DISH Virtual Joey
For DISH users, DISH Virtual Joey is an app for 2013 and 2014 LG Smart televisions as well as for Sony’s Playstation 3 and Playstation 4. DISH’s main set-top box is the Hopper, and the Joey (a multi-room extender) allows cable access throughout the house. The Virtual Joey eliminates the need for the physical hardware. Instead, control of live television, recordings, and the use of the television guide are all available via the app. On the Playstation 3 and 4, the app is operable with a DISH remote or a Playstation controller. Dish Virtual Joey won Best of CES 2014, Best Video Product.
Available content is becoming a bigger differentiator between technologies. For disabled gamers who subscribe to DISH and who want to consolidate their gaming and overall entertainment use, DISH Virtual Joey allows for software streaming of DISH cable, giving an app edge for the Playstation 3 and 4 consoles as well as for 2013 and 2014 LG Smart televisions.
Tobii EyeMobile and Tobii EyeX Engine
The Tobii Eyemobile allows eye control for hands free use of Windows 8 tablets. Tobii EyeX is an interface that allows screen control via natural eye movements.
Tobii Technology began to design an eye-tracking system for gaming in 2013 but required assistance to bring their eye-tracking game controller to consumers. SteelSeries joined Tobii Technology to make this a reality. Developer kit preorders costs $195 with a retail unit expected around the end of the year.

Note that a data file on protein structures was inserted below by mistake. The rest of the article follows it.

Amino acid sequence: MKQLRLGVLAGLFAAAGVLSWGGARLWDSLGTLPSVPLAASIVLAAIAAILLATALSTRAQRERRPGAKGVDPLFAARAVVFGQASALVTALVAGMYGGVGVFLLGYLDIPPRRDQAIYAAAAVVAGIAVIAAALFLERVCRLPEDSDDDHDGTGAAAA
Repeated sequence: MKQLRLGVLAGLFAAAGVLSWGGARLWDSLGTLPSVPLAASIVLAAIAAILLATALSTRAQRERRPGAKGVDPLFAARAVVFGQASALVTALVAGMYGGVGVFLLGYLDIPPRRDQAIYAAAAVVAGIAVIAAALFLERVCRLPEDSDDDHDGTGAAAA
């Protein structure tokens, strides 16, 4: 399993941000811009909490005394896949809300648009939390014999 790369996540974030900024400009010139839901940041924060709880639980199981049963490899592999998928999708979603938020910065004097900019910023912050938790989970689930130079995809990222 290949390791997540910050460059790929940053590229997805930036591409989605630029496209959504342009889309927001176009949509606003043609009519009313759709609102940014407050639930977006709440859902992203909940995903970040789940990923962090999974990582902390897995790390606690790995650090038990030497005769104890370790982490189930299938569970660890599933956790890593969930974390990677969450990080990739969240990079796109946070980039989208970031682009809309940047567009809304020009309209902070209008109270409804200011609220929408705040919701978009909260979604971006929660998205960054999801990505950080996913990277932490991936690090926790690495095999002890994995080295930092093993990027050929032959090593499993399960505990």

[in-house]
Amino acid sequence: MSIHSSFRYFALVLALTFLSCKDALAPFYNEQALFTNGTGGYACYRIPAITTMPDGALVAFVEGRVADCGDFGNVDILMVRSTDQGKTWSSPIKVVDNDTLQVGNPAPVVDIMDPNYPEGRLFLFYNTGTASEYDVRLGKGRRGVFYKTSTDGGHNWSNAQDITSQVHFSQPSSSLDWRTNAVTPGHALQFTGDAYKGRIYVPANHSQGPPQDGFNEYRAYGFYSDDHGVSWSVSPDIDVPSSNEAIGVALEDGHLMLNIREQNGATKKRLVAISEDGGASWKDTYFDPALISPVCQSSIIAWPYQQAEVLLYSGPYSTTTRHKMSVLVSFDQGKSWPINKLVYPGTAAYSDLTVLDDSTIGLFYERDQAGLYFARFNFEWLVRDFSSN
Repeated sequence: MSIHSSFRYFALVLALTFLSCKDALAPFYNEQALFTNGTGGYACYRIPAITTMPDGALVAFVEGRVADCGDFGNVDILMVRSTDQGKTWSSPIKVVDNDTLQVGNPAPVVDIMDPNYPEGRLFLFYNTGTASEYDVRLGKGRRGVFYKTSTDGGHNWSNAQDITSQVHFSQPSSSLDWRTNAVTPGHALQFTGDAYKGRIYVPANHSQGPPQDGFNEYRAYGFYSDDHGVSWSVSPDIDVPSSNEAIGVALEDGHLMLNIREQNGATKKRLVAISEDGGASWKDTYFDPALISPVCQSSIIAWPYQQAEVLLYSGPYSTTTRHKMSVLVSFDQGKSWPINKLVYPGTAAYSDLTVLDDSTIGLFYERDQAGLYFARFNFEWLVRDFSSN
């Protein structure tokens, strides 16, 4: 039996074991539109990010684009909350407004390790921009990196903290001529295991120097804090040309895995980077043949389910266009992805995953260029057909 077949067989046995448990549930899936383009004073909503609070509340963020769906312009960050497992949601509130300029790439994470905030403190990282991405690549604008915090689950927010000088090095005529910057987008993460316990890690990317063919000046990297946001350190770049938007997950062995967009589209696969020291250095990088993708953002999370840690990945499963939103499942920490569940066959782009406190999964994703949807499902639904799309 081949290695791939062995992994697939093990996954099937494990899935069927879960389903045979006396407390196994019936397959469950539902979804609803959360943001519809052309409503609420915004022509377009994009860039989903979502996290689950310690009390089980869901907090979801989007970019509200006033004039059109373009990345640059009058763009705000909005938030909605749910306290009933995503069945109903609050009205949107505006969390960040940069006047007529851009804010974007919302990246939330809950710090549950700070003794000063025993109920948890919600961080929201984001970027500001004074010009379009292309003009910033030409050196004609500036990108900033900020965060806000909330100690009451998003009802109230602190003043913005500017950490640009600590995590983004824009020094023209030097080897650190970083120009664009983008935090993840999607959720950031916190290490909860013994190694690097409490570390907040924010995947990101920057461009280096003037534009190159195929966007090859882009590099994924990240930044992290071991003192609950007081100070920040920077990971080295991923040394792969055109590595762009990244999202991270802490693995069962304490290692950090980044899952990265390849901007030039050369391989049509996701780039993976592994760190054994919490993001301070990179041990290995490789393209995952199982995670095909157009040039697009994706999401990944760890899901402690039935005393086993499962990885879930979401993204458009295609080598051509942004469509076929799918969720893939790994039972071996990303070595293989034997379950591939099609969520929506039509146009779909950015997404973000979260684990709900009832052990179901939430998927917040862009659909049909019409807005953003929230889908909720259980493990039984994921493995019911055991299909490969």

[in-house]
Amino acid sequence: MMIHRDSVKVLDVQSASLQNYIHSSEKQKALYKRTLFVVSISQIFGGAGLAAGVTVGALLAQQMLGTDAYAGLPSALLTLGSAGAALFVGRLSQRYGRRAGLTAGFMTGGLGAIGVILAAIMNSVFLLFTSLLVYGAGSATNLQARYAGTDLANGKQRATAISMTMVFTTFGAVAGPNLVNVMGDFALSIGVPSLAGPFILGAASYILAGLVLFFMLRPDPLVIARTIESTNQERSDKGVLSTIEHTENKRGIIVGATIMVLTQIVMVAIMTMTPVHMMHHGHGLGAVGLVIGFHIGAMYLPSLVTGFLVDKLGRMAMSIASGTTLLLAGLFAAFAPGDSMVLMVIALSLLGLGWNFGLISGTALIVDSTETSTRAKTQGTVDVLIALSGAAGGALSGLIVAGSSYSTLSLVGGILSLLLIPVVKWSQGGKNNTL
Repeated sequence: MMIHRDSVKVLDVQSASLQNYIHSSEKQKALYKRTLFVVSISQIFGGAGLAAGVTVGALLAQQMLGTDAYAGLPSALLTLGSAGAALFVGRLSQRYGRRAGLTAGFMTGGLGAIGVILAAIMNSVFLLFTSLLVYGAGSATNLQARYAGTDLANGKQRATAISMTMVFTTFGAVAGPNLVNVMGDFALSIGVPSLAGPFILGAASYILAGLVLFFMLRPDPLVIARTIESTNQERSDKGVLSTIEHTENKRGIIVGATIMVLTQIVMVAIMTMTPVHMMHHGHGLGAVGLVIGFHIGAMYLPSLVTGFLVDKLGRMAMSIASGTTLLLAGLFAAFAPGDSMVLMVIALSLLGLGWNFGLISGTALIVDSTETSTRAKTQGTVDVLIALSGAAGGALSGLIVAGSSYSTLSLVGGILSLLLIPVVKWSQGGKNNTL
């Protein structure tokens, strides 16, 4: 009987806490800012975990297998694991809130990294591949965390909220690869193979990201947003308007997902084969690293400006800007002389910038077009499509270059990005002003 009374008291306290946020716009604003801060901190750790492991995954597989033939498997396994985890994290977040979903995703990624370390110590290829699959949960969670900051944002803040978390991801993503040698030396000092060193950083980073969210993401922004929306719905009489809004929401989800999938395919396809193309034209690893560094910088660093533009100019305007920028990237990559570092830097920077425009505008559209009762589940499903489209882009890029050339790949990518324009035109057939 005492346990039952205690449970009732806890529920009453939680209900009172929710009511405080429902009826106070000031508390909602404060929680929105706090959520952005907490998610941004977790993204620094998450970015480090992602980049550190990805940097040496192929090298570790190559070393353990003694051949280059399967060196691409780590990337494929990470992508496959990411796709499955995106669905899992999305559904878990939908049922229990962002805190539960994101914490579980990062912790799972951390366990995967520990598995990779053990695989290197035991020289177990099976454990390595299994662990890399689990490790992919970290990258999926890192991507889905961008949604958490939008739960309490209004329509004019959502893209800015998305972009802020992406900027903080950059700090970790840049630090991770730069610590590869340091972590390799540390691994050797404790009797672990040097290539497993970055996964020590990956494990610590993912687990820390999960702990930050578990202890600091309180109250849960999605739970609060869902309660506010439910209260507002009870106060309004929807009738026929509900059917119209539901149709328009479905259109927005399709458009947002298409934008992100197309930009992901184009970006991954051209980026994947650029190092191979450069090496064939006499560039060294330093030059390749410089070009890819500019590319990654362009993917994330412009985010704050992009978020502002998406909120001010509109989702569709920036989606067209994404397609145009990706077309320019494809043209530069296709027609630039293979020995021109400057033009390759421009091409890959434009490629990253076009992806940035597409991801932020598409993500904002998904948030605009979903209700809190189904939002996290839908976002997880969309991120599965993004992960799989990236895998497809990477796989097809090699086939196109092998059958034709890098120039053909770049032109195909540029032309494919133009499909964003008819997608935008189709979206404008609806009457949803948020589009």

The Tobii EyeMobile won best 2014 CES Innovations Design and Engineering Award for Accessible Technologies. The Tobii EyeMobile translates all required touch gestures on Microsoft’s Windows 8 tablets into eye gazes for complete use of the tablets via eye gazing. Tobii EyeMobile consists of the Tobii PCEye Go eye tracker, an EyeMobile mounting bracket and a standard Windows 8 Pro tablet. Tobii Gaze Selection is the interface which can also be paired with switches. The Tobii PCEye Go is the eye tracker that connects via USB to the tablet, and the tracker can also be used on Windows desktops and laptops.
For disabled gamers, eye tracking as a controller (not just an add-on) is a great possibility for out-of-the box accessibility. The Tobii EyeMobile grants overall PC accessibility with eye gazing. Whereas the EyeX Engine gives developers in-game eye gazing commands such as the ability to overlay the game screen with quick menus that are accessed by gazing at the icon.
KeyMander by IOGEAR
KeyMander by IOGEAR is a USB based emulator of a mouse and keyboard controller onto consoles. Currently, Playstation 3 is supported, and free firmware updates will be available in early 2014 for Xbox 360, Xbox One, and Playstation 4. The KeyMander connects to the console as well as to a keyboard and mouse via USB. The software supports macro programming (up to 16 button sequences onto one keyboard key), turbo settings (up to ten consecutive button presses within a single press), speed adjustment, key mapping, and more that are accessed by plugging the device into a PC. The KeyMander can also be played out of the box. Up to 31 groups allow for eight profiles within each group, where profiles can be grouped for different gameplay types and for individual gamers to personalize their setup on the same KeyMander. Additionally, KeyMander boasts hotkey profile switching during live gameplay. KeyMander was nominated as a 2014 CES Innovations Design and Engineering Awards Honoree in Gaming Hardware and Accessories. The device retails for $99.95.
For disabled gamers, KeyMander brings the keyboard and mouse onto consoles. With a variety of profiles that can be switched during gameplay, KeyMander gives disabled gamers the option to instantaneously switch their key mapping setup for different segments within a single game. The high level of personalization allows disabled gamers to address in-game gimmick-based control schemes that are not widely used in-game but which are required to progress.